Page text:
UPDATE 2-Developers Diversified deal ends CMBS drought
(Updates stocks, adds detail)
NEW YORK Nov 16 (Reuters) - U.S. mall owner Developers Diversified Realty Corp (DDR.N) snapped an 18-month dry spell in the U.S. commercial mortgage bond market by selling $400 million of securities on Monday with help from an emergency Federal Reserve lending program.
The deal was the first to be sold under the Fed's Term Asset-Backed Securities Loan Facility, known as TALF, for new issue commercial mortgage-backed securities (CMBS), a key funding tool for office, retail and apartment buildings during the real estate boom.
"We believe the deal is a crucial first step in restarting the private-label CMBS market, which has been closed since June 2008, and channeling a much-needed source of capital to the commercial real estate universe," Barclays Capital said of the first TALF deal in that segment.
The sale is an important stepping stone in the $700 billion CMBS market, seen by central bankers as one of the biggest risks to the fragile U.S. economic recovery. The market has suffered badly as the deep recession severely cut the rent revenue from commercial properties needed to pay debt service on bonds.
Met with strong investor interest, Developers Diversified was able to price the deal below existing levels for CMBS issues. Its $323 million AAA-rated five-year notes came at a narrower 1.4 percentage point premium to the five-year interest rate swap benchmark, for a yield of 3.807 percent, market sources said.
Underwriter Goldman Sachs lowered yield premiums from earlier guidance levels of 1.6 to 1.75 percentage points due to the strong buyer interest.
"The deal looked pretty clean from a collateral standpoint and the credit protection, between the over-collateralization and subordination, was incredibly high," said Dan Castro, chief risk officer at Huxley Capital Management in New York.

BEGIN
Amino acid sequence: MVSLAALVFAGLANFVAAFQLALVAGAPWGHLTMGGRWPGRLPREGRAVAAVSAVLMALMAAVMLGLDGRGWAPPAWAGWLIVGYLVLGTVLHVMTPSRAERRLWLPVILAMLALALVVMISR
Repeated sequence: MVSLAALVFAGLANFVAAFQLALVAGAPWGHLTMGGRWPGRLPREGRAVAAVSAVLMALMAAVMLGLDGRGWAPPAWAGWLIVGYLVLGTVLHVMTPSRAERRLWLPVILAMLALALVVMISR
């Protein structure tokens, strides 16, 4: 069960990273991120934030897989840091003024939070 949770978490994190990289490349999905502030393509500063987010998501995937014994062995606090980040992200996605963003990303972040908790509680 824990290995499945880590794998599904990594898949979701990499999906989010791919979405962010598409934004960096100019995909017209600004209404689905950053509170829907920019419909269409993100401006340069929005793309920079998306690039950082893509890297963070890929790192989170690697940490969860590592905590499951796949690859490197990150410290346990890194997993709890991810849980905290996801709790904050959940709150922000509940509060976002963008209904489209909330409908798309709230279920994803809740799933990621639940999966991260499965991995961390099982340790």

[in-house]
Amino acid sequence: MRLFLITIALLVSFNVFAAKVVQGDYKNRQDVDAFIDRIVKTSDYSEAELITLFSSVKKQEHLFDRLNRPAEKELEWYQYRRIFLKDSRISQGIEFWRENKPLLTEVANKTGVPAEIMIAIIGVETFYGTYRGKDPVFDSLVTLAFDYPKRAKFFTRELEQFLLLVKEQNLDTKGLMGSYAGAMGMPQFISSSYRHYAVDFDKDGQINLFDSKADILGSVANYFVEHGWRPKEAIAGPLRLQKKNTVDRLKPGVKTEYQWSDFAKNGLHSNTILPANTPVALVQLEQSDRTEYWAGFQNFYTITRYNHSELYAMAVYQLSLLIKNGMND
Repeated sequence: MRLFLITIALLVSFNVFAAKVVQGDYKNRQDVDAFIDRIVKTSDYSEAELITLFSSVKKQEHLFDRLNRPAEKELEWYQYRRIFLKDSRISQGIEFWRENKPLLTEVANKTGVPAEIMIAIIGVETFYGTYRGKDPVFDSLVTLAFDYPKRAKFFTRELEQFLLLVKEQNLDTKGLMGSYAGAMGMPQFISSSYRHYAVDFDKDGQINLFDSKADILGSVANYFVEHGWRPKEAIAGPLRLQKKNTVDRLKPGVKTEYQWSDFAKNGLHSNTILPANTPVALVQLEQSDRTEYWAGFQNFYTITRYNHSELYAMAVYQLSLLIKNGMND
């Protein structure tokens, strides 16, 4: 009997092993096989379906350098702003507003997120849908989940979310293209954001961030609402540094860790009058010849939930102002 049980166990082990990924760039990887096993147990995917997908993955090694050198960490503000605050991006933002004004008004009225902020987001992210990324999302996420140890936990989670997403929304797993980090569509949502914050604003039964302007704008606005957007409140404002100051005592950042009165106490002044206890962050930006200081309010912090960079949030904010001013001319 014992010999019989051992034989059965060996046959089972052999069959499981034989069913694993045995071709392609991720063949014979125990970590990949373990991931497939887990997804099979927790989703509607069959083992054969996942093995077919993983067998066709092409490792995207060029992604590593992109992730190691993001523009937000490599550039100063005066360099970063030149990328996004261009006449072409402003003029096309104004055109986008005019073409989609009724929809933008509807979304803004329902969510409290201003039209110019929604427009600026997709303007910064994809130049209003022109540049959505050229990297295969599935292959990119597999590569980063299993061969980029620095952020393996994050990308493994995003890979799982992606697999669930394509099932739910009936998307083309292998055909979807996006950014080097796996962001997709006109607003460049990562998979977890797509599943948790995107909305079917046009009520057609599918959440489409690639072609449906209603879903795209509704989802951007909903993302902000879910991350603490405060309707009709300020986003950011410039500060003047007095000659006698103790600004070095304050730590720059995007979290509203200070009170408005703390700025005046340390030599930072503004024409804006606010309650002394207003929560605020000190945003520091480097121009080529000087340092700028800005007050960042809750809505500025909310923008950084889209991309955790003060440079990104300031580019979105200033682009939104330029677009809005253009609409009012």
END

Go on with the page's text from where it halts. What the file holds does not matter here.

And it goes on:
The offering also included two smaller non-TALF-eligible AA-rated and A-rated issues, which priced with 5.75 percent and 6.25 percent yields and also drew strong interest.
"It was the first deal in about a year and a half, so there was big demand for the small sale," said Castro.
Through its TALF program, the Fed aims to lower funding costs for issuers by offering investors financing to purchase the securities.
Laying the groundwork has been difficult for Cleveland, Ohio-based Developers Diversified and other borrowers trying to use the TALF program, investors said.
Developers Diversified, which owns 670 shopping centers in the United States, Brazil and Canada, began discussing the deal in June but faced an arduous task of clearing the collateral with the Fed, according to sources. Some properties may have not made the Fed's cut, since Developers had been working on a pair of issues totaling $550 million.
With funding nearly frozen by the lingering credit crunch, borrowers with maturing loans have had to endure grueling negotiations to extend current terms or face default.
The inability to refinance loans has already led to the biggest U.S. real estate bankruptcy, by General Growth Properties Inc GGWPQ.PK.
Recently, the Fed said banks reported that more commercial real estate loans had been extended rather than refinanced.
About $570 billion in commercial mortgages are due to be refinanced between 2010 and 2011, according to property researcher Foresight Analytics LLC in Oakland, California. The firm estimates that defaults could cause some $250 billion in commercial real estate losses to the banking sector.
Developers Diversified shares closed up 6.74 percent at $10.45 on Monday. Vornado Realty Trust (VNO.N), which said recently it was considering a TALF issue, gained 2.31 percent to $66.82. (Additional reporting by Al Yoon; Editing by Dan Grebler)
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